KUALA LUMPUR, June 5 – A clear policy should be set by the Health Ministry to address the current shortages of medicines in the country, said Member of Parliament for Bandar Kuching, Dr. Kelvin Yii Lee Wuen.
In a statement issued in Kuching today, Kelvin said the Federal Government should also look at a longer-term “national medicine security strategy” to prevent future drug shortages in Malaysia, given the country’s current vulnerable position as a net importer of pharmaceutical products.
Citing the concerns raised by several medical bodies including the Malaysian Association of Pharmaceutical Suppliers (MAPS), The Association of Private Hospitals Malaysia (APHM), Medical Practitioners Coalition Association of Malaysia (MPCAM), and Malaysian Medical Association(MMA) on the shortage of medications like antibiotics and over-the-counter(OTC) drugs for fever, flu, and cough and cold, including cough and flu syrups for children, he said the issue, even if it is a temporary situation, needed to be addressed more seriously.
“While the Ministry of Health including the Deputy Health Minister Datuk Dr Noor Azmi Ghazali has come out to downplay the seriousness of the issue and the shortage of medicines is under control, but this issue cannot be taken lightly as these shortages are unlike previous shortages, as this will hit the entire health care system, both public and private, since it’s a global supply issue.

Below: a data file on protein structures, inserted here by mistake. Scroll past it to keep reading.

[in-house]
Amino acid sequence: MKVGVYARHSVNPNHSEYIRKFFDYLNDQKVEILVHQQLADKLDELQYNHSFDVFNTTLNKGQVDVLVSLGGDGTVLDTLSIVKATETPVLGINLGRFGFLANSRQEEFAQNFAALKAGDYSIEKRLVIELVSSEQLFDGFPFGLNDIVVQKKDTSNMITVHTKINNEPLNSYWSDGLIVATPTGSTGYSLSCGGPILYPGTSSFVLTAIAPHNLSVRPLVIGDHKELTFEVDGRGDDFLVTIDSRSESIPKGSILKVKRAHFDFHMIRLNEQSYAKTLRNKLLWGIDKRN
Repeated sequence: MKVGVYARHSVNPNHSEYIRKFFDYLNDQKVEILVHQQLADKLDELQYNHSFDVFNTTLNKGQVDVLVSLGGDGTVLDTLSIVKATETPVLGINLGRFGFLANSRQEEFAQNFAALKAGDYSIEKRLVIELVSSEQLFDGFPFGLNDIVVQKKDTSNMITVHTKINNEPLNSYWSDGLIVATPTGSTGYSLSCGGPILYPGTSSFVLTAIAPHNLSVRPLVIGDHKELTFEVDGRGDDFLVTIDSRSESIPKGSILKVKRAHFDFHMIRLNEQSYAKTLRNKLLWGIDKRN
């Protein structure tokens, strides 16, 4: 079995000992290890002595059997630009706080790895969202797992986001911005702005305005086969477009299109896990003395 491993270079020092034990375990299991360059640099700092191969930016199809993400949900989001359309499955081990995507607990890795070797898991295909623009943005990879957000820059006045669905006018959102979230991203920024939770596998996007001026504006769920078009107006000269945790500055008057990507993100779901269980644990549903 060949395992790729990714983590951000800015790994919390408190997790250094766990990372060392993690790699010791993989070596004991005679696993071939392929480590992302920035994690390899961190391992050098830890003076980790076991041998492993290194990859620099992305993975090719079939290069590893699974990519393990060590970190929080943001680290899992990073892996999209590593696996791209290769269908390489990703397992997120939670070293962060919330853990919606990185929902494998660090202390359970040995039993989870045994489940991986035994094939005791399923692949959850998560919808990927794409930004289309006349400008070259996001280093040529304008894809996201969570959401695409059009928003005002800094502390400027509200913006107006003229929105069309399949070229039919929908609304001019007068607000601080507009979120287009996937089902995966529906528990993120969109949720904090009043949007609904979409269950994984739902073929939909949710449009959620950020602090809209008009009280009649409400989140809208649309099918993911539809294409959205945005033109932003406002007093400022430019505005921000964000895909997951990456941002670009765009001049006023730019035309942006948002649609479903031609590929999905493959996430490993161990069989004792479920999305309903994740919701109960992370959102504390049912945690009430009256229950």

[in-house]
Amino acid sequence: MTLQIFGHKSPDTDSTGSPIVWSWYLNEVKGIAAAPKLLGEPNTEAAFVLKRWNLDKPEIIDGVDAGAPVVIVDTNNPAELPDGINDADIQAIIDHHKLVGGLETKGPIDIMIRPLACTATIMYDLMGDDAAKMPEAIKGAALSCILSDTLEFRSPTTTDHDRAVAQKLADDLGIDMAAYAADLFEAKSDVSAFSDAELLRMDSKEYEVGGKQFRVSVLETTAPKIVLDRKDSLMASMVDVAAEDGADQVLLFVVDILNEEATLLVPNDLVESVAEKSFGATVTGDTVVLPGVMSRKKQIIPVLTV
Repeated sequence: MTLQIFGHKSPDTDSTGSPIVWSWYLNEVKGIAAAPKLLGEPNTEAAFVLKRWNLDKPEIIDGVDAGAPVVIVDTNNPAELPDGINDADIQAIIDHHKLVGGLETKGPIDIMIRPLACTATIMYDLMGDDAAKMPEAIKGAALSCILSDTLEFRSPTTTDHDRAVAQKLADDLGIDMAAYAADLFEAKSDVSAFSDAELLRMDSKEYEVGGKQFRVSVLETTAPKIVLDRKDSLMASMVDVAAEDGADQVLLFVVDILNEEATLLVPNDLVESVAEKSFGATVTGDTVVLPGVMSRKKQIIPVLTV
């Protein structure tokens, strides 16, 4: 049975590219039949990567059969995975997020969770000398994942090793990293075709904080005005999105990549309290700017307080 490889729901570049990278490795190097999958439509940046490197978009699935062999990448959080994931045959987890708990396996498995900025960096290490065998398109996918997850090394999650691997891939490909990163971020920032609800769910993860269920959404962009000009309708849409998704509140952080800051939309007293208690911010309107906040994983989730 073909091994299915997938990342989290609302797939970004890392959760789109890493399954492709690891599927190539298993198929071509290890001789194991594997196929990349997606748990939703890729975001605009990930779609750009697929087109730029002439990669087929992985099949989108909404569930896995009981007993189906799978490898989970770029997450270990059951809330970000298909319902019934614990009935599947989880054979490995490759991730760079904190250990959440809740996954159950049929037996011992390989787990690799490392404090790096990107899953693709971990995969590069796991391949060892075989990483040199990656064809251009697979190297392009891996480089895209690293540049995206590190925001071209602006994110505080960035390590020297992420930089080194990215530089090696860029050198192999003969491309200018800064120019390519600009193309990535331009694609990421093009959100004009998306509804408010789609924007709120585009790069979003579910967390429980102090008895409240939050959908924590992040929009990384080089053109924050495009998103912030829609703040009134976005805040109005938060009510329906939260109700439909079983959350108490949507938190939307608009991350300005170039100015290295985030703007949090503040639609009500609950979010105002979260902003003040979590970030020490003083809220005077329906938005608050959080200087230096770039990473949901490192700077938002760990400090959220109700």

“The two-month hardcore lockdown in Shanghai, China, and Russia’s war in Ukraine have sparked major shortages of various prescription and over-the-counter (OTC) medications in Malaysia.”
He said Malaysia was also vulnerable to the situation as its entire supply of finished pharmaceutical products were either directly imported, or indirectly imported through the import of active pharmaceutical ingredients (APIs) and pharmaceutical intermediates for local manufacture and these had been disrupted due to these external events and a surge in both local and global demand for medicines.
“Even locally manufactured pharmaceutical products in Malaysia are heavily dependent on imported APIs and pharmaceutical intermediates. China is the world’s number one supplier of APIs and pharmaceutical intermediates.”
Hence, before the issue starts to affect the country’s healthcare system, the Health Ministry must come up with clear short-term, mid-term and long term policies to address the issue, he said.
Kelvin also called on the National Pharmaceutical Regulatory Agency (NPRA) to do a extensive audit and stock count of all pharmaceutical stocks both public and private health facilities to understand the full extent of the country’s medicine shortage.
The Malaysian Organisation of Pharmaceutical Industries (MOPI) and Pharmaceutical Association of Malaysia (PhAMA) also need to be committed in ensuring that manufacturers of both innovator and generic drugs have enough manufacturing capacity for enough stockpile of medicines.
The MOH should also compel concessions companies such as Pharmaniaga and other central contracts company to priorities their stocks and supplies to MOH facilities where more than 70 percent of the general population goes to.
“Wastages of medicines should also be reduced by reconsidering prescription quantities and duration upon patients being reassessed,” said Kelvin, who is also the Chairman PSSC Health, Science & Innovation and DAP Health Spokesperson.